As a high school coach, Gonzales wants his players to get maximum exposure.
"We just want to get them in front of anybody we can," Gonzales said. "As much as we'd love for all of our guys to go to LSU and play, that's not the reality of things. ... That's why we welcome all college coaches in the office and we welcome them at practice. And if there are satellite camps in the area, we encourage them [the players] to go and take part in those things because we feel like the more people you get in front of, the better shot you have to play at the next level; and anybody that's going to offer you a free education, you should take that."
University of Texas coach Tom Herman and his Lone Star State counterparts understand this is how the game is played. The Longhorns, Aggies and Horned Frogs aren't going to camps to get the under-the-radar players. They're trying to nab the best.
"... My feelings aren't completely altruistic," Herman said. "Do I understand that Texas going into Louisiana benefits Texas? Absolutely, I understand that. ... I've coached at the Belhaven level. I've coached at the Southeastern Louisiana level. We'd be dying to be at a camp with Texas, to be able to spread our brand and go evaluate guys, go offer scholarships to players you would have never had an opportunity to be exposed to and those players would never have had the opportunity to be exposed to you and your university."
"We did some checking around, and that's where they said 'Well, we're getting a lot of pressure from LSU.'" Belhaven College coach Hal Mumme on why he canceled a satellite camp.
The lengths LSU went to try keep schools out of the state comes as no surprise to opposing coaches.
"You can't shock this Louisiana boy," said Houston coach Major Applewhite, a Baton Rouge native.
How have we reached this point, where something as benign as satellite camps became a battleground for coaches who should be on summer vacations instead of scouring for talent? As coaching salaries rise, so does the pressure to win. As pressure increases, so does coaches' paranoia.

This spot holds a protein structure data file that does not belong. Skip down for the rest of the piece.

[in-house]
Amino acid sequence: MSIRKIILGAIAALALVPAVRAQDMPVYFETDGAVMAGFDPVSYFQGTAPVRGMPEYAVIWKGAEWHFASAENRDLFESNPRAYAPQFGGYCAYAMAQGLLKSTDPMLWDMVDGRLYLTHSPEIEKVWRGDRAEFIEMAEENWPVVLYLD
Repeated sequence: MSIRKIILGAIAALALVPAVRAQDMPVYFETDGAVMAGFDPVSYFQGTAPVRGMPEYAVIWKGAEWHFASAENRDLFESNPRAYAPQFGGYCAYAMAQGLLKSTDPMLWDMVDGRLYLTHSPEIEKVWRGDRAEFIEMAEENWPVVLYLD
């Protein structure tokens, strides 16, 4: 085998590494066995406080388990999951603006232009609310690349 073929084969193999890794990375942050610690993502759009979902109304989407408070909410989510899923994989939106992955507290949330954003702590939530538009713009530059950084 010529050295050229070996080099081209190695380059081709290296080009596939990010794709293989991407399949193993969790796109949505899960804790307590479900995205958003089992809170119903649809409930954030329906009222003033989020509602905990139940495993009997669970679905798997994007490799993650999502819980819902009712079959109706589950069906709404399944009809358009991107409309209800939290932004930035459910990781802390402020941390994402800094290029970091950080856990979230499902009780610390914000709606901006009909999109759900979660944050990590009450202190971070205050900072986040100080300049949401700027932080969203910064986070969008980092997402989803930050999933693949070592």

Combine that with the explosion of avenues that information can travel out from a program in 2017 (social media, fan message boards, traditional media) and risk-averse coaches embrace their inner control freak. If there's a remote possibility that something even minute could harm the win-loss total, they seek to eliminate it.
Herman's qualifier -- "my feelings aren't completely altruistic" -- is 100 percent correct. Would Herman or Sumlin or Bret Bielema care as much about those unknown Louisiana prospects who might go to a Belhaven or a Delta State if they couldn't go in there and scoop up premium talent for their own programs? Probably not. If Louisiana wasn't as fertile a recruiting ground as it is, there wouldn't even be an issue.
"We try to give guys opportunities to be better students and better people and better athletes," Applewhite said. "That's what I think we have to put at the forefront of our minds. It's hard. It's hard when it deals with your employment and your paycheck."
The bottom line is the people Orgeron must please -- Tigers athletic director Joe Alleva, LSU president F. King Alexander and the countless fans -- care mainly about one thing: wins. It's the same reason why Les Miles, for as fun and entertaining as he was, got fired last year. Not enough wins.
The best way ensure victory? Get the most talent, by any means necessary. In the end, it's about control, and Coach O wants all of it -- and might need every bit he can get.
"I'll promise you this," Orgeron said, "if there's a player LSU wants, we are going to fly there. We are going to drive there. And we are going to get to his high school to evaluate him.
"Now, as far as satellite camps, am I a big fan of satellite camps? No. Do I wish we could go back to only having satellite camps on our campus? Yes, I do, but that's not my decision."
It's not, but come hell or high water, Orgeron is still ensuring he gets his way.